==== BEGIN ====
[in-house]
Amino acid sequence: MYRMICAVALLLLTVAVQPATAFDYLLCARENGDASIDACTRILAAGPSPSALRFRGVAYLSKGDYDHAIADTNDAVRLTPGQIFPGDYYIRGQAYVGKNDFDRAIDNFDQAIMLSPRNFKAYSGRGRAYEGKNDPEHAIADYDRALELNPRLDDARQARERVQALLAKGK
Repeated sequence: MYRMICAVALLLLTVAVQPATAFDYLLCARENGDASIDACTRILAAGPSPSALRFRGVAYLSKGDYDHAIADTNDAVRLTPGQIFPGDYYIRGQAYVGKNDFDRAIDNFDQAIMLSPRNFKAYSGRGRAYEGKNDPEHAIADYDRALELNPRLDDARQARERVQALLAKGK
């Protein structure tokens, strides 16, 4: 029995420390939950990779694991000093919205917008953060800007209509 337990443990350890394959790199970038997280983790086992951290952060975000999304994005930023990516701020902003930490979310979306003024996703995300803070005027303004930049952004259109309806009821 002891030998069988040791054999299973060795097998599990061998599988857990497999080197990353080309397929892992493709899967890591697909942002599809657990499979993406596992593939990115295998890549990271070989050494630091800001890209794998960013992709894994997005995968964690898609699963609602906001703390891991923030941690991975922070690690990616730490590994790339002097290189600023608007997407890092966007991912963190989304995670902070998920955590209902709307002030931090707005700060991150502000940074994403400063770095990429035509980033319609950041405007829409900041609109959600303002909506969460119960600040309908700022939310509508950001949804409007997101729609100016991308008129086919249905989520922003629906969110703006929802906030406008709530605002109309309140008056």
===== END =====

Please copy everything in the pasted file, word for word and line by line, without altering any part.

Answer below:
[in-house]
Amino acid sequence: MYRMICAVALLLLTVAVQPATAFDYLLCARENGDASIDACTRILAAGPSPSALRFRGVAYLSKGDYDHAIADTNDAVRLTPGQIFPGDYYIRGQAYVGKNDFDRAIDNFDQAIMLSPRNFKAYSGRGRAYEGKNDPEHAIADYDRALELNPRLDDARQARERVQALLAKGK
Repeated sequence: MYRMICAVALLLLTVAVQPATAFDYLLCARENGDASIDACTRILAAGPSPSALRFRGVAYLSKGDYDHAIADTNDAVRLTPGQIFPGDYYIRGQAYVGKNDFDRAIDNFDQAIMLSPRNFKAYSGRGRAYEGKNDPEHAIADYDRALELNPRLDDARQARERVQALLAKGK
């Protein structure tokens, strides 16, 4: 029995420390939950990779694991000093919205917008953060800007209509 337990443990350890394959790199970038997280983790086992951290952060975000999304994005930023990516701020902003930490979310979306003024996703995300803070005027303004930049952004259109309806009821 002891030998069988040791054999299973060795097998599990061998599988857990497999080197990353080309397929892992493709899967890591697909942002599809657990499979993406596992593939990115295998890549990271070989050494630091800001890209794998960013992709894994997005995968964690898609699963609602906001703390891991923030941690991975922070690690990616730490590994790339002097290189600023608007997407890092966007991912963190989304995670902070998920955590209902709307002030931090707005700060991150502000940074994403400063770095990429035509980033319609950041405007829409900041609109959600303002909506969460119960600040309908700022939310509508950001949804409007997101729609100016991308008129086919249905989520922003629906969110703006929802906030406008709530605002109309309140008056």